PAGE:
|Journal||Labour / Le Travail|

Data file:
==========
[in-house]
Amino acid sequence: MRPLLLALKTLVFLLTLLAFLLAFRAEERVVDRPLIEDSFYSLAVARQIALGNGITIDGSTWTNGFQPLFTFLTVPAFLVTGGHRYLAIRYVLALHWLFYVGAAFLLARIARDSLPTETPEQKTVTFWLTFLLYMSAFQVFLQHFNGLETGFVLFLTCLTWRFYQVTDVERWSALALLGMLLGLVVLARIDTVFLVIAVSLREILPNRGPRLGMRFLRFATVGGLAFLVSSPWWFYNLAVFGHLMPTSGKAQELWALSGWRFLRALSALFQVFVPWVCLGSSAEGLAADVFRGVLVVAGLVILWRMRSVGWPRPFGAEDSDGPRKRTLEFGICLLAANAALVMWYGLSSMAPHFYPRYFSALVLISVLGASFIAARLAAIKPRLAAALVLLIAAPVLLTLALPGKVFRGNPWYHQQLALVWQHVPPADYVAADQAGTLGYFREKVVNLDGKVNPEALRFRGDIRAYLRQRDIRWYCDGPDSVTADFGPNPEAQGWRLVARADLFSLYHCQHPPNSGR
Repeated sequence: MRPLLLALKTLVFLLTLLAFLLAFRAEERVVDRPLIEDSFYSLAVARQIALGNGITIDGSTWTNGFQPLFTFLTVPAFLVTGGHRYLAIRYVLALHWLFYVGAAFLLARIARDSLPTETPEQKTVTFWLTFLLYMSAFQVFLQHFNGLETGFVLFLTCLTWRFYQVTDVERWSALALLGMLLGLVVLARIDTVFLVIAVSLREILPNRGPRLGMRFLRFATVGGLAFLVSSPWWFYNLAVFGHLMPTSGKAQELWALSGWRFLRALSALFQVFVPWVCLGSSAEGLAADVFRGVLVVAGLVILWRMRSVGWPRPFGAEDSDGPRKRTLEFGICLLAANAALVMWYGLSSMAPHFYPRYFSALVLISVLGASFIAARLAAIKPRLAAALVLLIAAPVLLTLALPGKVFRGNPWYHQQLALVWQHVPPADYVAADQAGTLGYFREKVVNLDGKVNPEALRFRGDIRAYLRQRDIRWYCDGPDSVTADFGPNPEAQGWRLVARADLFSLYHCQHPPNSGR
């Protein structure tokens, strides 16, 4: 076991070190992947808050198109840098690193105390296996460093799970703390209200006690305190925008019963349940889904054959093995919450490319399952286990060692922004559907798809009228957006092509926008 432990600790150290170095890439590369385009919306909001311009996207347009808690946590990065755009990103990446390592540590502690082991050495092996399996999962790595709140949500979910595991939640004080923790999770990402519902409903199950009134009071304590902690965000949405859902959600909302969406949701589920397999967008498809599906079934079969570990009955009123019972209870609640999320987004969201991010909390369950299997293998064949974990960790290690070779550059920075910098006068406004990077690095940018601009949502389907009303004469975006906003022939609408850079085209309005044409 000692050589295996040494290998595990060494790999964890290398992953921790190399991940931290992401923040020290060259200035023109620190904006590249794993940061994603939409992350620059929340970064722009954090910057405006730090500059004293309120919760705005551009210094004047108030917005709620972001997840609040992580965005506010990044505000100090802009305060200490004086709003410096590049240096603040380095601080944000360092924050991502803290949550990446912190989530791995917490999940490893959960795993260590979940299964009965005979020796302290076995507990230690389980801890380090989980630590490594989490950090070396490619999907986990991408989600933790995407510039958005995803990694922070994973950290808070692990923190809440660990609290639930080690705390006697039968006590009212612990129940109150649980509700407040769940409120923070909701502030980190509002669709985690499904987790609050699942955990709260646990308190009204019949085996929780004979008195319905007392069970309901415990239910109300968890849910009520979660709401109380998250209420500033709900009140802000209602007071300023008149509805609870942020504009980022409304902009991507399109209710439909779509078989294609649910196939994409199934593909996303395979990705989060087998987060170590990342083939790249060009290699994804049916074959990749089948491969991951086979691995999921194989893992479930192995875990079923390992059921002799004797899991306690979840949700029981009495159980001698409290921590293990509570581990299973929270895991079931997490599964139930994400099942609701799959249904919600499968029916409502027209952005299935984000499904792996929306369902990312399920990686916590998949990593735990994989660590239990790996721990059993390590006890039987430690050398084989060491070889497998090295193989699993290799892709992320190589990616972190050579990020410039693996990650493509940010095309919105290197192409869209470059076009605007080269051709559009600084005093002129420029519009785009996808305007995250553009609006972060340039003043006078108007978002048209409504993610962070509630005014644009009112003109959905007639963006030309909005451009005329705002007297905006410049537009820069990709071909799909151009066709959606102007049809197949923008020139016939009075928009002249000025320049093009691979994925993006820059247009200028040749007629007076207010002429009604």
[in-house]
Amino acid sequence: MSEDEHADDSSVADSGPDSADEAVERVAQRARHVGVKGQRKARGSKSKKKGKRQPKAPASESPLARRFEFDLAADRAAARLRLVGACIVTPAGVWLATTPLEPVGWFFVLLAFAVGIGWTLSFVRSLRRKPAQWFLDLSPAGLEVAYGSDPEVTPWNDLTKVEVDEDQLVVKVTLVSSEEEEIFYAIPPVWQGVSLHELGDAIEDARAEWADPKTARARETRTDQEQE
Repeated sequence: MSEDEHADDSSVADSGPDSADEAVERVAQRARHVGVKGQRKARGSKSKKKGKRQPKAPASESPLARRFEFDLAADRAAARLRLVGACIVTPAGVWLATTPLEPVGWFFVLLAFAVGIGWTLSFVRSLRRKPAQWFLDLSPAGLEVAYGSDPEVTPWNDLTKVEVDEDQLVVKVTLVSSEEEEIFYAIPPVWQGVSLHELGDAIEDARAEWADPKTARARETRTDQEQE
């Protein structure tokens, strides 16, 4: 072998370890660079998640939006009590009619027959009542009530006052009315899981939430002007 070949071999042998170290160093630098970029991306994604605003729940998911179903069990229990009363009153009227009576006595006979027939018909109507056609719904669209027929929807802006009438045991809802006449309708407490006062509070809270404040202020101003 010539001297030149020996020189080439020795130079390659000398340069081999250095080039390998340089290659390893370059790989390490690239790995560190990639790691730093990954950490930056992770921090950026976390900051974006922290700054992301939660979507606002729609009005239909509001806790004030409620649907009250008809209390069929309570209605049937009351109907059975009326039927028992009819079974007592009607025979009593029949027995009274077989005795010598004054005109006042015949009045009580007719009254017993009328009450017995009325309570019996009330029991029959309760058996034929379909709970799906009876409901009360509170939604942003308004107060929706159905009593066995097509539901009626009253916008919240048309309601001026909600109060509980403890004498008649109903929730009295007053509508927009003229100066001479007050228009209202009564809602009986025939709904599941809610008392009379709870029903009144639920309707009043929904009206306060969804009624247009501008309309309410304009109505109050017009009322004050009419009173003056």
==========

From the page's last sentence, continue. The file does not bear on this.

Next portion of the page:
his article examines rank-and-file organizing in Windsor’s automobile factories during the 1970s. In particular, I look at the history of two organizations: Workers’ Unity and the New Tendency’s Auto Worker Group. I demonstrate how these groups were part of the North American New Left’s broader turn toward Marxism and the working class that contributed to the emergence of radical rank-and-file movements that challenged both management and bureaucratized trade union leaders. In Windsor, New Left auto workers embraced forms of autonomist Marxist politics concerned primarily with working-class self-activity at the point of production, and these activists formed connections with influential theorists and organizations in Detroit and Italy. Putting these intellectual exchanges into action, the rank-and-file organizations in Windsor used direct action in an attempt to improve working conditions and develop a radical culture of democracy on the shop floor. Although these groups were relatively short lived, their history tells us much about the trajectory of the New Left in Canada and the ways that former student activists grappled with the radical potential of 1970s working-class militancy.